Gender is like sex in that it is on a spectrum. Gender is the physical appearance of male/female binary classification and is based on the individual’s personal awareness or identity. People think that sex and gender must match, but this isn’t the case. On one end of the gender spectrum, there are individuals who were born one sex and identify as that sex. On the opposite end, you have individuals who were born as one sex but identify as the opposite sex. They are referred to as transgendered. Jazz Jennings is an excellent example of this.


Jazz was born as a male, but at an early age, she identified as a female. She began transitioning to a female by taking hormones. Because Jazz is transitioning from male to female, she has received many threats, where people call her a “freak”, “transvestite”, or telling her that what she is doing is unnatural/ a sin.

In the middle of the gender spectrum, there are individuals who neither identify as a male or female — gender fluidity. One example of a gender fluid individual is Ruby Rose.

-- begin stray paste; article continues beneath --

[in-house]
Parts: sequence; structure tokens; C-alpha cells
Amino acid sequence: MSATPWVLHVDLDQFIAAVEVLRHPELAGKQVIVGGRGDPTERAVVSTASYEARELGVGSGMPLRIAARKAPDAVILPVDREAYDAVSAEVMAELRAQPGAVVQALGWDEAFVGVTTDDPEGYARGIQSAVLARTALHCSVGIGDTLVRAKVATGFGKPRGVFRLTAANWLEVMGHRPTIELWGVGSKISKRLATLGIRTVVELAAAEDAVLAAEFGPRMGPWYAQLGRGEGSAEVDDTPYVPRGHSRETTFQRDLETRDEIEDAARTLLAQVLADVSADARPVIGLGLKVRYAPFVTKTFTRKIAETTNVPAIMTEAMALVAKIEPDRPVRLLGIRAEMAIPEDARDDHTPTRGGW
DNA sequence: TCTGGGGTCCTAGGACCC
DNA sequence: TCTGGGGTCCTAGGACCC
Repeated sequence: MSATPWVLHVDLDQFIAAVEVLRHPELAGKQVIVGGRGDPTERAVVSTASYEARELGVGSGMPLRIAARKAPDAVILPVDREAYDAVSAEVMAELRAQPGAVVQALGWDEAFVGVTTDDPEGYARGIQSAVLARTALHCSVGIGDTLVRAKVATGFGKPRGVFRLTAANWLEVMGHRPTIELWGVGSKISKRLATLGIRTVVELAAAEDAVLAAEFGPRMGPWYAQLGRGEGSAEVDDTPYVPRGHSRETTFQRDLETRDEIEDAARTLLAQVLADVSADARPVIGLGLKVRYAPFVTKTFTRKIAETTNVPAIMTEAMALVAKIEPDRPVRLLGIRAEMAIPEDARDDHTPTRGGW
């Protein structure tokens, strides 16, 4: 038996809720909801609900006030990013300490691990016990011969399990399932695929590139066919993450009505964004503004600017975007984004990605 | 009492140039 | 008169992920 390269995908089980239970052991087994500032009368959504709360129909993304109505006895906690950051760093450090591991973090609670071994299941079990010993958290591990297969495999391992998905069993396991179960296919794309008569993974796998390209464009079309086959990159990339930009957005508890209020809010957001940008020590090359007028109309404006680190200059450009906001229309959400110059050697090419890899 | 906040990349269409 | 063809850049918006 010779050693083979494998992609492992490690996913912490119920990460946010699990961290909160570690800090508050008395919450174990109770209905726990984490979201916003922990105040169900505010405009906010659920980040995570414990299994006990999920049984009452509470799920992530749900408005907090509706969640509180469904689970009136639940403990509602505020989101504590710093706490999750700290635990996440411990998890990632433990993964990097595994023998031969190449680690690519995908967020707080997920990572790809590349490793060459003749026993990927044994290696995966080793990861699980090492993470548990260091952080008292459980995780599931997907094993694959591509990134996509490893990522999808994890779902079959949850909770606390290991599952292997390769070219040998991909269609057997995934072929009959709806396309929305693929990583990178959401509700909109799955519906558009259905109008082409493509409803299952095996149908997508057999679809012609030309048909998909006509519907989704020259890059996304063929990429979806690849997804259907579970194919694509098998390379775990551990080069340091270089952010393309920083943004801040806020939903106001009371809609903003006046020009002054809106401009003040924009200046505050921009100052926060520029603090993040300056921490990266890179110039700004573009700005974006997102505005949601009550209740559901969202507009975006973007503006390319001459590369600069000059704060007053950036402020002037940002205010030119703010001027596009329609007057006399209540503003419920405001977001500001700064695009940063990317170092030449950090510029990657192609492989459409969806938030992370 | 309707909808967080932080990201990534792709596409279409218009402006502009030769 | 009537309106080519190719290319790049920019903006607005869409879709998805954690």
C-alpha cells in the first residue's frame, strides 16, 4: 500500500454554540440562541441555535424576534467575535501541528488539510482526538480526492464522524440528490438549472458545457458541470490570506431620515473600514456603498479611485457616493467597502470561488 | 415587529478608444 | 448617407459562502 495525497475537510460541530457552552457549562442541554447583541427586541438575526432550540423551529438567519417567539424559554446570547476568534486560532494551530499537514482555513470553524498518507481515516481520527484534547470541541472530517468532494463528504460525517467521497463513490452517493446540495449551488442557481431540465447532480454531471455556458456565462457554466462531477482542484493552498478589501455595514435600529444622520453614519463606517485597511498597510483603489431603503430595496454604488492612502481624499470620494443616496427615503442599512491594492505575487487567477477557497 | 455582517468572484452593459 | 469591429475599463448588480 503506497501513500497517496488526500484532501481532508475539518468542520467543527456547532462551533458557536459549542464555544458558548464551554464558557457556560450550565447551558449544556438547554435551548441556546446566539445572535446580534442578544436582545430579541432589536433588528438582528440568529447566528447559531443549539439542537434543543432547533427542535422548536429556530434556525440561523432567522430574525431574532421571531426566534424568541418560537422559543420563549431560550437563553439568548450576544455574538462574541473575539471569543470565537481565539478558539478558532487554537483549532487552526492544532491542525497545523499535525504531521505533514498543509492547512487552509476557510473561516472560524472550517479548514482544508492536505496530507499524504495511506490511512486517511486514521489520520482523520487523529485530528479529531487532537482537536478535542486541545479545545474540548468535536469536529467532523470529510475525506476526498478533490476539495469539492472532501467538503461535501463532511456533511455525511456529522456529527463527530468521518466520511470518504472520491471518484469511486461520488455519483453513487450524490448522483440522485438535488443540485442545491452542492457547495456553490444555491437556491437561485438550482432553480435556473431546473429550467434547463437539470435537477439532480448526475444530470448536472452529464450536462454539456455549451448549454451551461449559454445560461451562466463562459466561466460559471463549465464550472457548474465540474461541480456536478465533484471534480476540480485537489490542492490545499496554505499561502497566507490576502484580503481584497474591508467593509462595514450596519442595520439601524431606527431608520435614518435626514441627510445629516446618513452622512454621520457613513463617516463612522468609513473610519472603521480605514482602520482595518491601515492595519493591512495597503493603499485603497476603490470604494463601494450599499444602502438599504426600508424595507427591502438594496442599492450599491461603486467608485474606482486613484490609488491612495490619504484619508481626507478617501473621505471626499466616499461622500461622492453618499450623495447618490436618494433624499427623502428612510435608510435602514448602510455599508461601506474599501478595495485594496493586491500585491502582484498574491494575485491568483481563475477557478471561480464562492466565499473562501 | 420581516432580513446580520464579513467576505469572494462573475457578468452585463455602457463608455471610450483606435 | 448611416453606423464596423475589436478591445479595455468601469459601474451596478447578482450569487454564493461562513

An actress who considers herself gender fluid, Rose sometimes dresses more masculine. Other times, she dresses in ways that better fit feminine societal roles. (She has the bone structure to pull off either one).

Attraction, like sexuality and gender, is also on a spectrum in regards to who you are sexually attracted to. Much of the population are attracted to the opposite gender making them heterosexual. On the opposite side of the spectrum are individuals who are attracted to the same gender or sex — homosexual. Those attracted to both males or females are referred to as bisexual. Those attracted individuals regardless of sex or gender are referred to pansexual, while people not attracted to either male or female sex are a-sexual.